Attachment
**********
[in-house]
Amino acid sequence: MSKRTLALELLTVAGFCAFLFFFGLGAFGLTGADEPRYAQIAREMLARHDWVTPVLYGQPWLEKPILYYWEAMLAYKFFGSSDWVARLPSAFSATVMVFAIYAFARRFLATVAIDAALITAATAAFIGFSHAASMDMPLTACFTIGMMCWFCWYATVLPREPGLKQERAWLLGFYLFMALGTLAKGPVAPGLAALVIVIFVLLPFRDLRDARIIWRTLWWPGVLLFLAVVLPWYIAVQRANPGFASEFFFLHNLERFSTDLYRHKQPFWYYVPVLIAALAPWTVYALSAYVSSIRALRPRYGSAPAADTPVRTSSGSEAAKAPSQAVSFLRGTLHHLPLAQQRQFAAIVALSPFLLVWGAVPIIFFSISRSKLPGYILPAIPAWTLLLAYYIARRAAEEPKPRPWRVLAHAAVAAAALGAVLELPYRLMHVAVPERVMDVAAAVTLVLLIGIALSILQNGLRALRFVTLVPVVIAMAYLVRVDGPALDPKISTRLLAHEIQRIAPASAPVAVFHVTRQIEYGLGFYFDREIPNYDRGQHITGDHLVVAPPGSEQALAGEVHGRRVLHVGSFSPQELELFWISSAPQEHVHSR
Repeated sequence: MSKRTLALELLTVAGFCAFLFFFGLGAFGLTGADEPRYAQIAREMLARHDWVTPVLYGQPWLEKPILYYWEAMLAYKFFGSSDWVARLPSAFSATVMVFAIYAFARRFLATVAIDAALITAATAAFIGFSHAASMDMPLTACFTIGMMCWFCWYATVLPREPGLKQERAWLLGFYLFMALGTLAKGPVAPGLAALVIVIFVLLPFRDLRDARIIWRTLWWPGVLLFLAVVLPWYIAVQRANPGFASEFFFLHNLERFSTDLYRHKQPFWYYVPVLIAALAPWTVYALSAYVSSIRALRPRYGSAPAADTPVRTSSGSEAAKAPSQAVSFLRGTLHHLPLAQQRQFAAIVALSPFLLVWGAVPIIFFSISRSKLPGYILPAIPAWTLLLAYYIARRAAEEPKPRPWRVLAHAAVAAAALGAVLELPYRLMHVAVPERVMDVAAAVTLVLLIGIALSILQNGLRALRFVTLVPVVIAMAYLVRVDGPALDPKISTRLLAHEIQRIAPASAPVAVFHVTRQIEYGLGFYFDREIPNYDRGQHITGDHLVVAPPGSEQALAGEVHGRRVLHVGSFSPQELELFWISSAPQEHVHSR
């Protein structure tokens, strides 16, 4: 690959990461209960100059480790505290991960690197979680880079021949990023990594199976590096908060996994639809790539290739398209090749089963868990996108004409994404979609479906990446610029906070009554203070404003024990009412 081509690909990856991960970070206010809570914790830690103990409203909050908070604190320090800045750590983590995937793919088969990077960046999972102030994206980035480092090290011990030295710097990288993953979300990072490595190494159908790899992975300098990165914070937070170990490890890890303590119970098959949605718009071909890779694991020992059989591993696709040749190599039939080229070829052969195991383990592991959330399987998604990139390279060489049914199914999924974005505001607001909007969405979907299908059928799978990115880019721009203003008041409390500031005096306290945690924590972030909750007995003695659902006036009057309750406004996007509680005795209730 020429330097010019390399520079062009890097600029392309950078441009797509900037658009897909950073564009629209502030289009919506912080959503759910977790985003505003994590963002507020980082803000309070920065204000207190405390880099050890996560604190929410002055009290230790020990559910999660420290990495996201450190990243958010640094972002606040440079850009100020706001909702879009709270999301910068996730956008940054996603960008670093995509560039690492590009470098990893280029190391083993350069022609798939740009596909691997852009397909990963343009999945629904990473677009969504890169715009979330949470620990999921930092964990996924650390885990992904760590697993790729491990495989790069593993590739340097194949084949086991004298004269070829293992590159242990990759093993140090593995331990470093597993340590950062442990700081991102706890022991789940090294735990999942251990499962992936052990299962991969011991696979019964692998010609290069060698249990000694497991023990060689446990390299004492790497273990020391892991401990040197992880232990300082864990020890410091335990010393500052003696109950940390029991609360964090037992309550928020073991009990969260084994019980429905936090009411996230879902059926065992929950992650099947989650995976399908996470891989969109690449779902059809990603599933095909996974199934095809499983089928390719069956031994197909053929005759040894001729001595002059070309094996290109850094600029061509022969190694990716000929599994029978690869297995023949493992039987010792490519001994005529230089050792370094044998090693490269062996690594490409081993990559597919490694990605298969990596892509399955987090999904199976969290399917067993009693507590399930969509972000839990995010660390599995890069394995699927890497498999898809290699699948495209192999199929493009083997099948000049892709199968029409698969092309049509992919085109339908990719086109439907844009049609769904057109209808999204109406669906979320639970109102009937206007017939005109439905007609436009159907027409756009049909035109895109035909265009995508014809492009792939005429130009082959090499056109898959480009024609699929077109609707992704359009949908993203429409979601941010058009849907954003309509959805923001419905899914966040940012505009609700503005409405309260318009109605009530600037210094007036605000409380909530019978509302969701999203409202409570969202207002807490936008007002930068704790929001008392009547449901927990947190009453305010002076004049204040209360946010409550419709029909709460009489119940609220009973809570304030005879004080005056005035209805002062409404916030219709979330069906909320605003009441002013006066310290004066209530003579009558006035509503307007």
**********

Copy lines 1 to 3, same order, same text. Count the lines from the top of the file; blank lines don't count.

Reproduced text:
[in-house]
Amino acid sequence: MSKRTLALELLTVAGFCAFLFFFGLGAFGLTGADEPRYAQIAREMLARHDWVTPVLYGQPWLEKPILYYWEAMLAYKFFGSSDWVARLPSAFSATVMVFAIYAFARRFLATVAIDAALITAATAAFIGFSHAASMDMPLTACFTIGMMCWFCWYATVLPREPGLKQERAWLLGFYLFMALGTLAKGPVAPGLAALVIVIFVLLPFRDLRDARIIWRTLWWPGVLLFLAVVLPWYIAVQRANPGFASEFFFLHNLERFSTDLYRHKQPFWYYVPVLIAALAPWTVYALSAYVSSIRALRPRYGSAPAADTPVRTSSGSEAAKAPSQAVSFLRGTLHHLPLAQQRQFAAIVALSPFLLVWGAVPIIFFSISRSKLPGYILPAIPAWTLLLAYYIARRAAEEPKPRPWRVLAHAAVAAAALGAVLELPYRLMHVAVPERVMDVAAAVTLVLLIGIALSILQNGLRALRFVTLVPVVIAMAYLVRVDGPALDPKISTRLLAHEIQRIAPASAPVAVFHVTRQIEYGLGFYFDREIPNYDRGQHITGDHLVVAPPGSEQALAGEVHGRRVLHVGSFSPQELELFWISSAPQEHVHSR
Repeated sequence: MSKRTLALELLTVAGFCAFLFFFGLGAFGLTGADEPRYAQIAREMLARHDWVTPVLYGQPWLEKPILYYWEAMLAYKFFGSSDWVARLPSAFSATVMVFAIYAFARRFLATVAIDAALITAATAAFIGFSHAASMDMPLTACFTIGMMCWFCWYATVLPREPGLKQERAWLLGFYLFMALGTLAKGPVAPGLAALVIVIFVLLPFRDLRDARIIWRTLWWPGVLLFLAVVLPWYIAVQRANPGFASEFFFLHNLERFSTDLYRHKQPFWYYVPVLIAALAPWTVYALSAYVSSIRALRPRYGSAPAADTPVRTSSGSEAAKAPSQAVSFLRGTLHHLPLAQQRQFAAIVALSPFLLVWGAVPIIFFSISRSKLPGYILPAIPAWTLLLAYYIARRAAEEPKPRPWRVLAHAAVAAAALGAVLELPYRLMHVAVPERVMDVAAAVTLVLLIGIALSILQNGLRALRFVTLVPVVIAMAYLVRVDGPALDPKISTRLLAHEIQRIAPASAPVAVFHVTRQIEYGLGFYFDREIPNYDRGQHITGDHLVVAPPGSEQALAGEVHGRRVLHVGSFSPQELELFWISSAPQEHVHSR